Are you aware of the European regulation governing the classification, labeling and packaging of hazardous chemicals, known as CLP? Did you know that as of 2015, it is required to classify and label all chemicals according to CLP? Have you noticed changes in your safety data sheets (SDS)? Staying informed about CLP is important. We’re here to help by answering some of the most frequently asked questions.

FAQs

Why does CLP matter?

Classification and labeling is key to identify and inform users about the hazards in chemicals such as solvents. CLP establishes standard symbols and phrases to ensure Europe-wide understanding and facilitate free trade globally.

CLP allows for the identification of hazardous chemicals and the communication of these hazards to users through labelling. It also provides the basis for safety data sheets (SDS) regulated under the REACH Regulation, and sets requirements for the packaging of hazardous chemicals.

What about the UN’s labelling system?

CLP is Europe’s way of conforming to the international standard set by the United Nations’ Globally Harmonised System of Classification and Labelling of Chemicals (GHS).

What is ESIG doing?

Regulatory compliance is paramount for all those within the solvents industry. ESIG member companies of HSPA (the Hydrocarbon Solvents Producers Association) and OSPA (the Oxygenated Solvents Producers Association) are working to ensure that classifications remain consistent, accurate and available.

How are hydrocarbon solvents classified?

The classification and labelling for hydrocarbon solvents is based on substance definitions from the Hydrocarbon Solvents Producers Association (HSPA). This classification and labelling is only valid for products complying with the narrow definitions of HSPA substances.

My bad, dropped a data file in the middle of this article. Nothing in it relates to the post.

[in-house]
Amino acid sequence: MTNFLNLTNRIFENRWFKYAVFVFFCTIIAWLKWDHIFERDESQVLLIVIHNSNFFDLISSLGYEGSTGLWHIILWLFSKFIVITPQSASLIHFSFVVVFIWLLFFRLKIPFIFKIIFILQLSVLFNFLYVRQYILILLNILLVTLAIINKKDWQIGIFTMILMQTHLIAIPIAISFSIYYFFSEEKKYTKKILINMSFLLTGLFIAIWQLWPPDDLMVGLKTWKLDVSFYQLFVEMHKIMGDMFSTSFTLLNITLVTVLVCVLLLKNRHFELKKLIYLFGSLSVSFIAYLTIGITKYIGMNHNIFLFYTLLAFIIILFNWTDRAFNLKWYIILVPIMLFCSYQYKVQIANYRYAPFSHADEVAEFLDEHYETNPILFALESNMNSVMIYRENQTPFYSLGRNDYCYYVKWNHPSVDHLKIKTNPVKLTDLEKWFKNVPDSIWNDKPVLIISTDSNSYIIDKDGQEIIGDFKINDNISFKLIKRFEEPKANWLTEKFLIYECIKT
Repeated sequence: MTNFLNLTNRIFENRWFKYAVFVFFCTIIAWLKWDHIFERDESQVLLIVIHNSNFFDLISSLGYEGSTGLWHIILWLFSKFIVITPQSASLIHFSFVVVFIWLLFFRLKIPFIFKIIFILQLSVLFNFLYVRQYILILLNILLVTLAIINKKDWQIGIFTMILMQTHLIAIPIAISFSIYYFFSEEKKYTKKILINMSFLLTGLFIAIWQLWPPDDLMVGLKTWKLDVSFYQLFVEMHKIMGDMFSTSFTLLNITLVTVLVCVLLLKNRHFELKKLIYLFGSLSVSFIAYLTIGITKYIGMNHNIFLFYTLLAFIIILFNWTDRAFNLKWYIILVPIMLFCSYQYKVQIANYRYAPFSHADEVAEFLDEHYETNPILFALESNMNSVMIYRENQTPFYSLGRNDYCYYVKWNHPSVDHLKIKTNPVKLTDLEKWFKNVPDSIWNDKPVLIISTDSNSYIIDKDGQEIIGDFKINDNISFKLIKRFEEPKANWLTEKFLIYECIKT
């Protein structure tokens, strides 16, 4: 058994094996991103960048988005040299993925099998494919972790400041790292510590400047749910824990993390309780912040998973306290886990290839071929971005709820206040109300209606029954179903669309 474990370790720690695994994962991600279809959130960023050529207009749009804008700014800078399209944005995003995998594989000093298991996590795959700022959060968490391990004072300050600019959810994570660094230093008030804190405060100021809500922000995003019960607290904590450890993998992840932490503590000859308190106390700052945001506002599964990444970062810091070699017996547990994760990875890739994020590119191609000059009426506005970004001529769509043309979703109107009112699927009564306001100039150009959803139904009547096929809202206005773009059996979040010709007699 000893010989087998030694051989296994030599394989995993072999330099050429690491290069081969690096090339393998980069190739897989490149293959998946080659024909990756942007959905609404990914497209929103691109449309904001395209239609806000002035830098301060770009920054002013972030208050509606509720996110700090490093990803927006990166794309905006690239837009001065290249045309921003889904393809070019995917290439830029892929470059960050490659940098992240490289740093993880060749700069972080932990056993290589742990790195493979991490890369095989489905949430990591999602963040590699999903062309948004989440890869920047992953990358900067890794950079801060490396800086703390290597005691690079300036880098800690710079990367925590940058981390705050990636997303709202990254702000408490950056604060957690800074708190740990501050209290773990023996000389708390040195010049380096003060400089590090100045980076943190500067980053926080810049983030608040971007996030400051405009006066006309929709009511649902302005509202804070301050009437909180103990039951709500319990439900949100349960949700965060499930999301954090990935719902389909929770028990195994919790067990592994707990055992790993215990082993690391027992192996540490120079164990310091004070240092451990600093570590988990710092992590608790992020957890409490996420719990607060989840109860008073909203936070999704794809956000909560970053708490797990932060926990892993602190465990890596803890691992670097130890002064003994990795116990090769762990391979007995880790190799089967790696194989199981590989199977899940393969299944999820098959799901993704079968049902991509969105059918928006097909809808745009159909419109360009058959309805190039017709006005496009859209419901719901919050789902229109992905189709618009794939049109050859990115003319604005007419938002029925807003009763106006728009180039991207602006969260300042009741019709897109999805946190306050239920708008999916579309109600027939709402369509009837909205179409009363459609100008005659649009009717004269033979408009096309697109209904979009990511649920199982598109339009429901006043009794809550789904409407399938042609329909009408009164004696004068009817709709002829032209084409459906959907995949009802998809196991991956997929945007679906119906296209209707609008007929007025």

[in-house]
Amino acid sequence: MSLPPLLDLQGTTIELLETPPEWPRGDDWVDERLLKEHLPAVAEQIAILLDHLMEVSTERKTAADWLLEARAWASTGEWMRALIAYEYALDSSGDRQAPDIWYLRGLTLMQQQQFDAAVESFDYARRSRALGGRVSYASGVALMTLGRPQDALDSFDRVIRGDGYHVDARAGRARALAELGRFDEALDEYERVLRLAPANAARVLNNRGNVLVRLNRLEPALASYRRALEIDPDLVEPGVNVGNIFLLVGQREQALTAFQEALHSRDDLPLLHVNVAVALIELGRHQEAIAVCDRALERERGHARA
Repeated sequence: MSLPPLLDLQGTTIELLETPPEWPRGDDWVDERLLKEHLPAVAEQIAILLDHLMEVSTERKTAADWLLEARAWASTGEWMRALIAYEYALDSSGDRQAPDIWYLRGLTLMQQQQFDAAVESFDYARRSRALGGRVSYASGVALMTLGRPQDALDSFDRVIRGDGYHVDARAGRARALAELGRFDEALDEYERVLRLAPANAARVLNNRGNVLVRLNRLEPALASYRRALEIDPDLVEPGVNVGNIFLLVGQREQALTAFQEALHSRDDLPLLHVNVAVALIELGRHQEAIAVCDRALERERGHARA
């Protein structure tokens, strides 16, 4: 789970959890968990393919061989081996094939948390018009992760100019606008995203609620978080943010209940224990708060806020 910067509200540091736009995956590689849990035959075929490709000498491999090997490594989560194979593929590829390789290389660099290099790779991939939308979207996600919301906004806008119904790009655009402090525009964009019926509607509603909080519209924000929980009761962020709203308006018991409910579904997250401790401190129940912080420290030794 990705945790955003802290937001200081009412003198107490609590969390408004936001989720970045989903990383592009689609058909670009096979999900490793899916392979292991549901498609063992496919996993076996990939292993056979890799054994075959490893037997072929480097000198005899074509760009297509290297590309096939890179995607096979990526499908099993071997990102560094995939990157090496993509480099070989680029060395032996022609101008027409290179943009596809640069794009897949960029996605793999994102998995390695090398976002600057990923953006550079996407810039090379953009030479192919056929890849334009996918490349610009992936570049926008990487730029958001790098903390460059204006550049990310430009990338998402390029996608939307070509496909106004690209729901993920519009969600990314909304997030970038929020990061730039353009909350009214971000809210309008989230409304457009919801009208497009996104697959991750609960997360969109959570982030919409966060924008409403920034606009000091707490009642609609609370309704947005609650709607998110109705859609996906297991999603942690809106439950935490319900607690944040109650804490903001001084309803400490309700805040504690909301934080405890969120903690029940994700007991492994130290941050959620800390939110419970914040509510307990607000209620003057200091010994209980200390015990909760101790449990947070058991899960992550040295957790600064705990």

The Hydrocarbon Solvents Producers Association (HSPA) have elaborated a category approach for hydrocarbon solvents to include similar physicochemical and toxicological properties for the dossier preparation of each category. A naming system has been developed to characterise hydrocarbon solvents as a substance in order to properly identify similar substances in accordance with the REACH regulation.

The category approach has enabled groups of similar hydrocarbon solvents which are mostly UVCB`s (Unknown, Variable, Complex or Biological substances) with similar physical/chemical properties and toxicology to be submitted within one dossier.

Visit the hydrocarbon consortium page to learn more.

How are oxygenated solvents classified?

Glycol Ethers Online offers the best overview for classification of Glycol Ethers. Their explanation reflects classification harmonised at the EU level and self-classifications based on available data. Individual substance registrations should be verified through the ECHA substance registration.

What regulations existed before in Europe?

The CLP replaced the Dangerous Substances Directive (67/548EEC) as well as the Dangerous Preparations Directive (1999/45/EC).

Where can I get more information?

Visit ECHA online or contact your supplier for specific classification questions.

Disclaimer:

The CLP classifications are based on the entries in table 3.1 of annex VI of the CLP regulation (EC N°1272/2008), and are confirmed by the REACH substance information exchange forums (SIEFs) and the consortia compiling the registration dossiers for the substances.When necessary, a self-classification has been adopted.

This information is to the best of the ESIG/ESVOC’s knowledge and belief accurate and reliable as at the date indicated. However, no representation, warranty or guarantee is made as to its accuracy, reliability or completeness. It is the user’s responsibility to determine the suitability and completeness of information for their own particular use(s).

CLP symbols